I’m comparing these results to annual returns on stocks, which we are told is eight percent on average—a return that was nowhere to be seen in 2008! I’m not at all worried about investment risk. We will always need energy. Energy improvements to my house will save even more money as energy prices trend upward. Another benefit is reducing the size of the furnace when it’s time for a replacement. That’s because the house won’t be leaking three times the normal volume of air.

Wednesday, March 04, 2009

Life-Cycle Cost: The Challenge for Industrial Energy Managers

This post describes the life-cycle cost concept and its application to energy management.

“Life-cycle cost” describes the total cost of ownership for any asset placed in service by a business organization. This is more than just the “catalogue” or acquisition price. There are costs incurred for research prior to purchase, the cost of the asset itself, financing and installation fees, insurance, then the costs of maintenance, operating inputs (especially energy), and the asset’s eventual disposal. Energy-saving industrial hardware is usually described in terms of the life-cycle cost benefits that they provide. These benefits are relevant to an organization that seeks to minimize its operating costs over time.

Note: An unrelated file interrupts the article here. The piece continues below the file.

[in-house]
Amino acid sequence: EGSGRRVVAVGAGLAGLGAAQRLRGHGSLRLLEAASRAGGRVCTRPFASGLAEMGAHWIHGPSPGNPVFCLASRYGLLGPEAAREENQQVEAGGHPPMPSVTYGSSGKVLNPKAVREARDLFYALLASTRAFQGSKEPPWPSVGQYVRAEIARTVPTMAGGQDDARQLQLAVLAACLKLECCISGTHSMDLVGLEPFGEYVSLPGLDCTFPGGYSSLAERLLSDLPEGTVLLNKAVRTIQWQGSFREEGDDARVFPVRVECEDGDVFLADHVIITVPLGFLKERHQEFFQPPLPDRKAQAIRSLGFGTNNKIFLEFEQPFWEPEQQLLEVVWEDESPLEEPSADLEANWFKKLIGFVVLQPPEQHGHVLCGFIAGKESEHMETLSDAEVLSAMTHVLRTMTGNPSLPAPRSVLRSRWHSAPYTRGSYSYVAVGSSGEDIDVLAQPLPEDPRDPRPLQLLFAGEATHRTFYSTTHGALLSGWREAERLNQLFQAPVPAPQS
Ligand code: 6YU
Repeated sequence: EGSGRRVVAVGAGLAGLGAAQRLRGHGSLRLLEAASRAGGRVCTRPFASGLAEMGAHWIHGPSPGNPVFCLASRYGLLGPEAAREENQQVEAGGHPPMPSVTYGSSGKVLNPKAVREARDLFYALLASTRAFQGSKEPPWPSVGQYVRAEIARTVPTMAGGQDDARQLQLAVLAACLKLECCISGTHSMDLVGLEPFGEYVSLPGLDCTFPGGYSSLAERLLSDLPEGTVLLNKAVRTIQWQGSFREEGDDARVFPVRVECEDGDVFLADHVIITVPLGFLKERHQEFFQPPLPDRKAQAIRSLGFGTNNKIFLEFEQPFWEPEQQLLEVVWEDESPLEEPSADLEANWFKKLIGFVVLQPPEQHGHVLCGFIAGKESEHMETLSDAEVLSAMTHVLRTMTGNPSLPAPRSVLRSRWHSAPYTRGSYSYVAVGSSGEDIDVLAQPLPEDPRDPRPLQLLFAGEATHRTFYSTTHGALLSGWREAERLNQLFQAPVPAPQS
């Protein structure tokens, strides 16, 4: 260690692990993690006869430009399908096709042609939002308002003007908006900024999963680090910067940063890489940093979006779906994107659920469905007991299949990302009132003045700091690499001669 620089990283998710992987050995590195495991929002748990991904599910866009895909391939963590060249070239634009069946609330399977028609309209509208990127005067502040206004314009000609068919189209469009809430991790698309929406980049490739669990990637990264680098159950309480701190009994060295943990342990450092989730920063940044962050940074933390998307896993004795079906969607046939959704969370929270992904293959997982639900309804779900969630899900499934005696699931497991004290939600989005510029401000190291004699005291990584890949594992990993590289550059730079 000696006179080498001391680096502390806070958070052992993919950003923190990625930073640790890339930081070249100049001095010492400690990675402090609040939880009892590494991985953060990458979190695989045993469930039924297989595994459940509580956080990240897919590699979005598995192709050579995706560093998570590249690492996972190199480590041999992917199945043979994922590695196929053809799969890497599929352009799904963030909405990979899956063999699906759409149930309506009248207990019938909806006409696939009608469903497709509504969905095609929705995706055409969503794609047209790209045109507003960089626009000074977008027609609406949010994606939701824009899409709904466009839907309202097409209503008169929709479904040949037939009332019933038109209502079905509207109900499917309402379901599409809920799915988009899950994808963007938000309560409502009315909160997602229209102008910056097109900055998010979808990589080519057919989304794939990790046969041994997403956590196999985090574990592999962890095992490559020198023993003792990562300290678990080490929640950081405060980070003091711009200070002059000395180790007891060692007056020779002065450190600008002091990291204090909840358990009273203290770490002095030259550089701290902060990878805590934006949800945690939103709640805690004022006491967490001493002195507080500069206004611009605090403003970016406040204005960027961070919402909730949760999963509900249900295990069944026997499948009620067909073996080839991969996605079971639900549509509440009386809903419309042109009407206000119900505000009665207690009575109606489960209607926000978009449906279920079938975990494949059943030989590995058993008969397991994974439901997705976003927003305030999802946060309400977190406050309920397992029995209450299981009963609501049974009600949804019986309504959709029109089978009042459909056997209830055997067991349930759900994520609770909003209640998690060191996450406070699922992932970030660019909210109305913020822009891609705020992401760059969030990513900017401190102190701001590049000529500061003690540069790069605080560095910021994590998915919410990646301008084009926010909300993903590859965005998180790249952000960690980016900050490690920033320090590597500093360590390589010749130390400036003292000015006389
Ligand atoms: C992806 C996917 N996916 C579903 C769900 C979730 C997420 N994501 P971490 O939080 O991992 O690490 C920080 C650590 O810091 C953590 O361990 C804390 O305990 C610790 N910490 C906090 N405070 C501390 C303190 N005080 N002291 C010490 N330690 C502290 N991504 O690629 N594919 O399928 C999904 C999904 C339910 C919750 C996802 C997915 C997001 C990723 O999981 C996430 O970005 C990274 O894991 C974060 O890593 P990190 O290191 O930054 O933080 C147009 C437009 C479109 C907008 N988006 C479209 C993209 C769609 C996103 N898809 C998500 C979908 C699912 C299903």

Here’s the problem: organizations are made up of individuals with different responsibilities and therefore very different time horizons. There’s usually no one person who is responsible for maximizing value at all stages of an asset’s utilization.

First costs—meaning the initial cost of buying an asset—are the sole focus of most procurement directors. The procurement director's neck is on the line for minimizing costs today. In most cases, he couldn’t care less if the lowest-cost assets actually lead to excessive energy or maintenance expenses for years to come. Those costs simply become an operating manager's problem. The procurement director makes his bonus today by keeping first costs to a minimum.